Buy Straddle

Buy straddle is a breakout options trading strategy. In times when there is low stock volatility and a large unpredictable breakout move is expected, a successful trader might consider making a straddle buy. A buy straddle is implemented by purchasing a call option and a put option on the same asset with the same strike price and expiration date. Buy straddle can be an excellent strategy to use when the stock is poised for a breakout but the direction is unknown.

A buy straddle affords the investor limited investment risk, while offering an unlimited profit potential on a major move up or down. In such a strategy, the potential loss is limited to the premiums paid for the call and the put as well as commissions. A major move in either direction allows the investor to sell the opposite option and ride the one making the money, thus creating a highly successful trading situation.

When technical analysis indicates that a stock is trading in a triangle pattern, it is a prime target for a buy straddle. Frequently with this type of trading pattern an explosive move occurs near the tip of the triangle, but the direction of the move is not readily known. Since the call and the put cover both directions of movement, a reward is quickly realized in this maneuver. Once the direction is known, the other option is liquidated and the investor can ride the trend. At this point, it is important not to ride the trend too long since time decay works against the trade in this position.

When buying a straddle the put and the call that are purchased are either at-the-money or close to it. After identifying a triangle trading pattern with a tightening trading range, a position is initiated near the tip of the triangle. Because volatility is low, the options will be cheaper before a breakout occurs. Since this technique requires buying both a put and a call, buying before the spike is even more important. Straddle buying has excellent risk reward ratios since the actual risk is limited and the reward is potentially unlimited.

As with other stock option trading strategies there is risk, though limited, in a straddle buy. The actual purchase is more costly since both a put and a call are being purchased on the same option. If the option fails to break out before the expiration date of the call and put, the trader will lose money on the purchases. Decay is also a factor working against a buy straddle, but it is eliminated by initiating a position before the breakout and quickly selling the option on the wrong side.

A buy straddle is an excellent tool to use in a stable market when technical analysis indicates that a stock is ready to break out of a triangle trading pattern. In such a case, the trading range is very tight and the stock is likely to make an explosive move. Buy straddles create the potential for significant gains with limited risk of investment.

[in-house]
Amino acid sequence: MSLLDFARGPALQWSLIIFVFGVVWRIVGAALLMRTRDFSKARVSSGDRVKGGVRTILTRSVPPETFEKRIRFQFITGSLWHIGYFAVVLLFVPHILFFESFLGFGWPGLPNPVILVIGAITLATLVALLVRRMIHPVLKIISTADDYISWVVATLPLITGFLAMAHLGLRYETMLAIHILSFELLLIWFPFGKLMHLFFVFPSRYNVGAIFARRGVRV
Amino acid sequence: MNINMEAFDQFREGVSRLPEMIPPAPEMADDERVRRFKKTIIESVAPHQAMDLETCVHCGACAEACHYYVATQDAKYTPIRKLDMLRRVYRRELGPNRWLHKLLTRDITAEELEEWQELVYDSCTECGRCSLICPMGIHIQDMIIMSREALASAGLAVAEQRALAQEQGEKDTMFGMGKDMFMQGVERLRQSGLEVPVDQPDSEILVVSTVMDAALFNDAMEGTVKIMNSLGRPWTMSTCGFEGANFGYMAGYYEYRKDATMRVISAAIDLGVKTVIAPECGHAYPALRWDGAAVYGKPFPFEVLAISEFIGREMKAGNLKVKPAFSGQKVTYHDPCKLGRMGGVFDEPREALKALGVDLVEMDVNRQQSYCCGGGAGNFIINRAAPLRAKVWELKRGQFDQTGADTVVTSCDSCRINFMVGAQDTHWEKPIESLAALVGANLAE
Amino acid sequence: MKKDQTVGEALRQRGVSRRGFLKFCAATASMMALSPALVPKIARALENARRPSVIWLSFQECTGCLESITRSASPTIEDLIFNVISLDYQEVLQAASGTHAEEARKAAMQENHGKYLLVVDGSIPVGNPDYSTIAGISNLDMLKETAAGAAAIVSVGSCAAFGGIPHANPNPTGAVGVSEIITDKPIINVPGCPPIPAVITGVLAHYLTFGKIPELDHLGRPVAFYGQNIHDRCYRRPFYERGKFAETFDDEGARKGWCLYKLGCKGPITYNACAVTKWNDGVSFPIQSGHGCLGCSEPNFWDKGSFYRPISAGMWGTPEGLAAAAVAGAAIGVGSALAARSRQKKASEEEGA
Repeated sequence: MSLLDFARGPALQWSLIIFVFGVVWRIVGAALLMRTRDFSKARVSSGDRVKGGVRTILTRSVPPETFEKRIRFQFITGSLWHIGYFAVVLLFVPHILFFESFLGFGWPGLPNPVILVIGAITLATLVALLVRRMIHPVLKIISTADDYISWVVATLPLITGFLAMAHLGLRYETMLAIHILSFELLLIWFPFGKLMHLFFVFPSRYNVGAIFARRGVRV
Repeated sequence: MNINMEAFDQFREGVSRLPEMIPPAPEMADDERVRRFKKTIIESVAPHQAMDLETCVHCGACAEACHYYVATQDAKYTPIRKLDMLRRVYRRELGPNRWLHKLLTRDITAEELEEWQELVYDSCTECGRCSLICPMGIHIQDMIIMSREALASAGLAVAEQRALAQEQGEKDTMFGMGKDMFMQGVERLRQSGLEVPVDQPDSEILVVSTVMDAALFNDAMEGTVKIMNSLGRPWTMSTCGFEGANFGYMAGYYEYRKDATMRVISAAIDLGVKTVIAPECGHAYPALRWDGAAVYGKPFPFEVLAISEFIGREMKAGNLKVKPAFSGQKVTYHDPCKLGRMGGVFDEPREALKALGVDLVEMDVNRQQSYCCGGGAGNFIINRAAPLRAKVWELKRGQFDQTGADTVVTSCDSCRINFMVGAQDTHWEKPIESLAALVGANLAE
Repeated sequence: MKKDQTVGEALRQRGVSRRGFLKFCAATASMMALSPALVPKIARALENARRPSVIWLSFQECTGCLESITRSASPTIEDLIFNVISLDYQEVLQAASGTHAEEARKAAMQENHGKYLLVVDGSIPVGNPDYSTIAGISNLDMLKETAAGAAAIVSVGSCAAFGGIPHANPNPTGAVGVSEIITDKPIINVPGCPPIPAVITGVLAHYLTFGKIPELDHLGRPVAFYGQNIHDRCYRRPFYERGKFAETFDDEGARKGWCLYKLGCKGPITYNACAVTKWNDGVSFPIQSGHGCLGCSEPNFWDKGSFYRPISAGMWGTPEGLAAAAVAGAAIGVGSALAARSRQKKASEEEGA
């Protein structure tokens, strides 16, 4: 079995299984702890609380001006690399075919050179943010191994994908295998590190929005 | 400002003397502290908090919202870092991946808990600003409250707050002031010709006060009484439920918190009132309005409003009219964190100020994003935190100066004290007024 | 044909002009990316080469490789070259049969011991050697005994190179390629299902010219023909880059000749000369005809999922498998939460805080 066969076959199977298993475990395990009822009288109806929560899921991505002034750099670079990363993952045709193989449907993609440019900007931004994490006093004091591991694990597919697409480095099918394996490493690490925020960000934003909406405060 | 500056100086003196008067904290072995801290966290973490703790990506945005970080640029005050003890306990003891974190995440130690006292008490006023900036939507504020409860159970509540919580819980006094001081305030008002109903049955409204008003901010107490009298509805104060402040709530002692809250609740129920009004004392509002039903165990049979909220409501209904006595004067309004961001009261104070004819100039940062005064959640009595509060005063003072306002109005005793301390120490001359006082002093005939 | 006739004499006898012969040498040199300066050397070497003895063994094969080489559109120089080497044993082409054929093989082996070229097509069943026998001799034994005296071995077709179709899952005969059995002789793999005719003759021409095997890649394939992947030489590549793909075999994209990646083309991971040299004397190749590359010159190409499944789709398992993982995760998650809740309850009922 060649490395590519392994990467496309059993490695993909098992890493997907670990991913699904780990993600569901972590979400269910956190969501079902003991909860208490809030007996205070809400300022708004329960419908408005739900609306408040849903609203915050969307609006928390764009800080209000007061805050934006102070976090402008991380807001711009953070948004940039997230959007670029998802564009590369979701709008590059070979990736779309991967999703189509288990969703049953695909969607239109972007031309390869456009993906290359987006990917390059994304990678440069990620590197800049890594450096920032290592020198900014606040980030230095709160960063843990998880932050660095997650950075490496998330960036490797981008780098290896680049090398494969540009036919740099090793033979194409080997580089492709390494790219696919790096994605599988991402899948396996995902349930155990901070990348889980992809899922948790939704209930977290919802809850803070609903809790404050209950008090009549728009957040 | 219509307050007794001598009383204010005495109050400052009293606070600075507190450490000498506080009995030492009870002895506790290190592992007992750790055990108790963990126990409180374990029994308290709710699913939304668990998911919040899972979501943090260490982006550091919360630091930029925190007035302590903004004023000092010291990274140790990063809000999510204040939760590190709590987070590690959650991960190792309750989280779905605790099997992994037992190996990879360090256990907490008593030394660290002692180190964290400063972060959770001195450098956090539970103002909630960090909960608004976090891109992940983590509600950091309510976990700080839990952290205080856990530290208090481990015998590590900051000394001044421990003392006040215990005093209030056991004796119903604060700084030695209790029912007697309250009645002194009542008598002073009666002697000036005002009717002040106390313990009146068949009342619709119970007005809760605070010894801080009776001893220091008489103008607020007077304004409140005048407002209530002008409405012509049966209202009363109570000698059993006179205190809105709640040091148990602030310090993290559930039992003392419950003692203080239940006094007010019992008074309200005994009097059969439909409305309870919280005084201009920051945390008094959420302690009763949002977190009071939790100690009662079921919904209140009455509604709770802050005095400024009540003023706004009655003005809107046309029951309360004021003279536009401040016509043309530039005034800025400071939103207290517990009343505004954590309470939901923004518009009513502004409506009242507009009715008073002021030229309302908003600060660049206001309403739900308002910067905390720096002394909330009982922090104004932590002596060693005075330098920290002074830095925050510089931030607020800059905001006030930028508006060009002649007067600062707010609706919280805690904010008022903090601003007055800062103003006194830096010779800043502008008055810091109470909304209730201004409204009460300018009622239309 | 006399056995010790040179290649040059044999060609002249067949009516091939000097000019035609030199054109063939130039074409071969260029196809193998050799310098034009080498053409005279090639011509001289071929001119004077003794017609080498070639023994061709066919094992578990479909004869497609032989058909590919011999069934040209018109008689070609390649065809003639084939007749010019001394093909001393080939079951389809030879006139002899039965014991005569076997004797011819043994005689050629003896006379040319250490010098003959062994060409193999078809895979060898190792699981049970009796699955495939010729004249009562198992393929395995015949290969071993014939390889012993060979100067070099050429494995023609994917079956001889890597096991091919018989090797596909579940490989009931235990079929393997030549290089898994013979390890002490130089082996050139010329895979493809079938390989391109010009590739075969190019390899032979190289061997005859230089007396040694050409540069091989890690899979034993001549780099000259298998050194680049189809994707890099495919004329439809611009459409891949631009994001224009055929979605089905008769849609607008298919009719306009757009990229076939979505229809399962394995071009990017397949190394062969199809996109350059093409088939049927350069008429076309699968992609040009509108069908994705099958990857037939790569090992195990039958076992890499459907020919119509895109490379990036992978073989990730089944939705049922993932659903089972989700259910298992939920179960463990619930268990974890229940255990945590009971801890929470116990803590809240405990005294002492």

Be sure to also read about a buy strangle, another breakout options trading strategy used when trading stocks.

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Buy Strangle

A buy strangle is a breakout options trading strategy. It is used in times when there is low stock volatility and a large unpredictable breakout move is expected. A buy strangle is implemented by purchasing a call option and a put option on the same asset with the same strike price and expiration date. Because the stock is poised for a breakout but the direction isn’t known, buying a strangle can be an excellent strategy to use when trading stocks.

A buy strangle affords the investor a limited investment risk, while offering an unlimited profit potential on a major move up or down. In such a strategy, the potential loss is limited to the premiums paid for the call and the put, as well as commissions. It is very similar to a Buy Straddle, except that the investor is purchasing options that are out of the money, which makes the potential loss smaller because the options are less expensive to purchase. A major move in either direction allows the investor to sell the opposite option and ride the one making the money, thus resulting in highly successful trading.

When using technical analysis with candlestick patterns, and it indicates that a stock is trading in a triangle pattern, it is a prime target for a buy strangle. Frequently, with these types of stock chart patterns, an explosive move occurs near the tip of the triangle but the direction of the move is not readily known. Since the call and the put cover both directions of movement, a reward is quickly realized in this maneuver. Once the direction is known, the other option is liquidated and the investor can ride the trend. At this point, it is important not to ride the trend too long since time decay works against the trade in this position.

When Buying a Strangle, the put and the call options that are purchased are out-of-the-money. After identifying a triangle trading pattern with a tightening trading range, a position is initiated near the tip of the triangle. Because stock volatility is low, the options will be cheaper before a breakout occurs. Since this technique requires buying both a put and a call, buying before the spike is even more important. Strangle buying has excellent risk reward ratios since the actual investment risk is limited and the reward is potentially unlimited.